The LEXTA approach to developing an IT service catalogue enables our clients to flexibly create IT services from modular IT service components and thus ensure that IT provides optimal support to business processes.
A wide range of best practice templates ensures that the IT service catalogue is transparent, embodies good market practice and can also be benchmarked – both in relation to service level agreements and to operational level agreements. To achieve this, LEXTA consultants adapt these templates to the individual client requirements, following a pragmatic approach instead of trying to maximise the level of detail.
As is our usual practice, we start IT service catalogue projects with an initialisation phase during which we clarify deadlines and responsibilities, and establish a common consensus about the detailed scope. Once project planning is complete, the later process can be divided into four phases:
We use the as-is assessment to first analyse the current documentation and examine the available portfolio. Here, we consider the services and service levels provided, as well as quantity structures and their variability, plus cost/price structures. A GAP analysis is used to visualise the resulting findings.
Conceptual design of service model/catalogue
Using best-practice approaches, we then draw up a service model and develop a technical service catalogue. This work produces a business service catalogue with measured quantity structures that is adapted specifically to your requirements and needs.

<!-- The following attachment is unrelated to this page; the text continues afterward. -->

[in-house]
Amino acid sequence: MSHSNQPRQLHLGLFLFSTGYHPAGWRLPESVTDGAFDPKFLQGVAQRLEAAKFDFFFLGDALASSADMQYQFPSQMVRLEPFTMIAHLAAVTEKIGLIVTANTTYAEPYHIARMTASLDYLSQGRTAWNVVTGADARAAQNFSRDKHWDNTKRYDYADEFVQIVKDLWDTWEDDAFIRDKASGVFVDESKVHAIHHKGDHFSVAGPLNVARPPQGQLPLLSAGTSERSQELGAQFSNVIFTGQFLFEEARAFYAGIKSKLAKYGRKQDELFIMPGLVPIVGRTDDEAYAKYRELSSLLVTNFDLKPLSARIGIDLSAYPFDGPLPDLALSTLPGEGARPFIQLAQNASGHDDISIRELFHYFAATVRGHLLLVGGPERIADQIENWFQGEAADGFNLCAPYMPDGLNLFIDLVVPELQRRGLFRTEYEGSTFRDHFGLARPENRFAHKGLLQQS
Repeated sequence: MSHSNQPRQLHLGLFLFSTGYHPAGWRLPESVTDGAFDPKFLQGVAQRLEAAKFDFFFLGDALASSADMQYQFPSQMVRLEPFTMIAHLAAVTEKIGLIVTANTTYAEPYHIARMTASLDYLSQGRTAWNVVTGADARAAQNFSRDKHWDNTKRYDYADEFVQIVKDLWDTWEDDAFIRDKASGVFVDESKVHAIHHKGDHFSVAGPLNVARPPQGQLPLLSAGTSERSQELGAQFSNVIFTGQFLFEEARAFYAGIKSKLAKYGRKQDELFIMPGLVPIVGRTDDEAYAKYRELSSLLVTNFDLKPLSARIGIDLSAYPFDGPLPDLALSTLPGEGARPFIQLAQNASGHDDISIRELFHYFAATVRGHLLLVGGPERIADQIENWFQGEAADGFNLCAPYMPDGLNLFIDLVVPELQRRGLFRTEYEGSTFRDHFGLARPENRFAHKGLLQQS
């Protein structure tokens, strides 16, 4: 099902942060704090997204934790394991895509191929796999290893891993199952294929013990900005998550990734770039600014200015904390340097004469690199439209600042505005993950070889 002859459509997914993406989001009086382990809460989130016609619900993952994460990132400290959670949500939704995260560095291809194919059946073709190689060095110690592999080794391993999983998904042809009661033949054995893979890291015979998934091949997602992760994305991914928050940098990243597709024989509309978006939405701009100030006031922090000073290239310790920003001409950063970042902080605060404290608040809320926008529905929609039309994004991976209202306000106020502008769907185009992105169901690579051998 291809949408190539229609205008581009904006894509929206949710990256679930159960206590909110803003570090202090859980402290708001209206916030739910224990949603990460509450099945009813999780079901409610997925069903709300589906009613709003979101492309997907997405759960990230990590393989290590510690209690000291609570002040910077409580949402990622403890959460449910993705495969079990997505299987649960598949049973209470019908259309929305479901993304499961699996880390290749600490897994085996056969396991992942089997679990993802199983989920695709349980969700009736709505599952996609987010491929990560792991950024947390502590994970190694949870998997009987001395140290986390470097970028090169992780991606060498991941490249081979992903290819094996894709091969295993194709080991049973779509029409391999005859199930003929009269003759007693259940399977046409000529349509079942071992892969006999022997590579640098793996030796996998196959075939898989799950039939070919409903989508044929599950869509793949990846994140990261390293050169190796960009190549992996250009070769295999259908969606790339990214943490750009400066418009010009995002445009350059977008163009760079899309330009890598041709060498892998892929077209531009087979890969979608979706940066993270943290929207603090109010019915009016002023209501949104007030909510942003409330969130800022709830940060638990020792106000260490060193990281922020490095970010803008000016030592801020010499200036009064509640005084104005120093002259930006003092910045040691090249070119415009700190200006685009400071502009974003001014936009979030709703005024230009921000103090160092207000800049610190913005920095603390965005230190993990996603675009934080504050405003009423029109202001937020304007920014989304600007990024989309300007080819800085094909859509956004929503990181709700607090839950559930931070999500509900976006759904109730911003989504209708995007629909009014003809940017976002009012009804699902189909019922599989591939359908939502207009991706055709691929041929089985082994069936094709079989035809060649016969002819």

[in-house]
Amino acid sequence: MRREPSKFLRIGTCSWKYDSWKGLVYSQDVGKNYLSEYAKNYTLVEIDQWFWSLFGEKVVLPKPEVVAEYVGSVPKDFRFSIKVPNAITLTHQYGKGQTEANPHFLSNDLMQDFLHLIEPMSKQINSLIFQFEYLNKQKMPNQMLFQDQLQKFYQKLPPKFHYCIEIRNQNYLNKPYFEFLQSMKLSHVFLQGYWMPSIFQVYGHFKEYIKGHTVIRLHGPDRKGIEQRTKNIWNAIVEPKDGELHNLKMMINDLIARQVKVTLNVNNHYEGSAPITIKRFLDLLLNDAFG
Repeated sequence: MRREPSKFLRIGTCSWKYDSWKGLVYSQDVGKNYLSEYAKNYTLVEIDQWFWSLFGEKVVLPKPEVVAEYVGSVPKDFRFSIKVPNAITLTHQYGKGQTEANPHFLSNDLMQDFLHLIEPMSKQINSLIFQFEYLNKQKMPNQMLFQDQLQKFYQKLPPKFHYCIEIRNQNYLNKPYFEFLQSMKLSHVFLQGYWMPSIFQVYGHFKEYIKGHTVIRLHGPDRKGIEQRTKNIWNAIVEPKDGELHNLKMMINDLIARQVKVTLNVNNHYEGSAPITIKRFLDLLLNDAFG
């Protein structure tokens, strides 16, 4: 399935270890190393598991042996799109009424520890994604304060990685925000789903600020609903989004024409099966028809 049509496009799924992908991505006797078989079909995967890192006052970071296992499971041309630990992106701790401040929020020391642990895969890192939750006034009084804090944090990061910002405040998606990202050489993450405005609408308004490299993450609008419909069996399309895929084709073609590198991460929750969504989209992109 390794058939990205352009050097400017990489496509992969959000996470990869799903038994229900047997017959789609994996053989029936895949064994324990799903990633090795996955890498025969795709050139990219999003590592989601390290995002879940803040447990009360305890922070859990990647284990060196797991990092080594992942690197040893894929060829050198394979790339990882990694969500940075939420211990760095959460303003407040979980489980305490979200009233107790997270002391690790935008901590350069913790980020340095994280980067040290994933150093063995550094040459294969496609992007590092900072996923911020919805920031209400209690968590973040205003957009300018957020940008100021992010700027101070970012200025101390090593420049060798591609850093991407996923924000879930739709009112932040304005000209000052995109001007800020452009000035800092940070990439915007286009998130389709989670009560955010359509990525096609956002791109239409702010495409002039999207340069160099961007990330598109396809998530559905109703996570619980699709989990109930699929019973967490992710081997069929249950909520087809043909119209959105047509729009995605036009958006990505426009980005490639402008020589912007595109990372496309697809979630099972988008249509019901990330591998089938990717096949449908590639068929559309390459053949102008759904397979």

In the subsequent finance phase, we then draft a financial model, which is presented using spreadsheets, and complete unit cost calculations for the services. This detailed presentation guarantees complete cost transparency in relation to the services.
Finally, we plan the changes during transition to ongoing operations, and document aspects such as the elements and roles required for the service model. We conclude the project with a final implementation plan plus documentation.
The IT service catalogue includes almost all IT services provided, and best-practice profiles are available for all of the typical services:
The actual costs for the defined IT services are determined as discrete items by means of cost unit accounting within the service catalogue project.
Which costs are incurred?
Cost type accounting forms the starting point and the basis for all cost accounting work. Examples of typical cost types in scope here include:
Where are costs incurred?
Cost types are then collected and assigned to independent spheres of responsibility. Cost centres can also be defined by using the following criteria:
What are costs incurred for?
Finally, costs are collected again and allocated to IT services (cost objects). This provides the basis for unit cost accounting as well as pricing.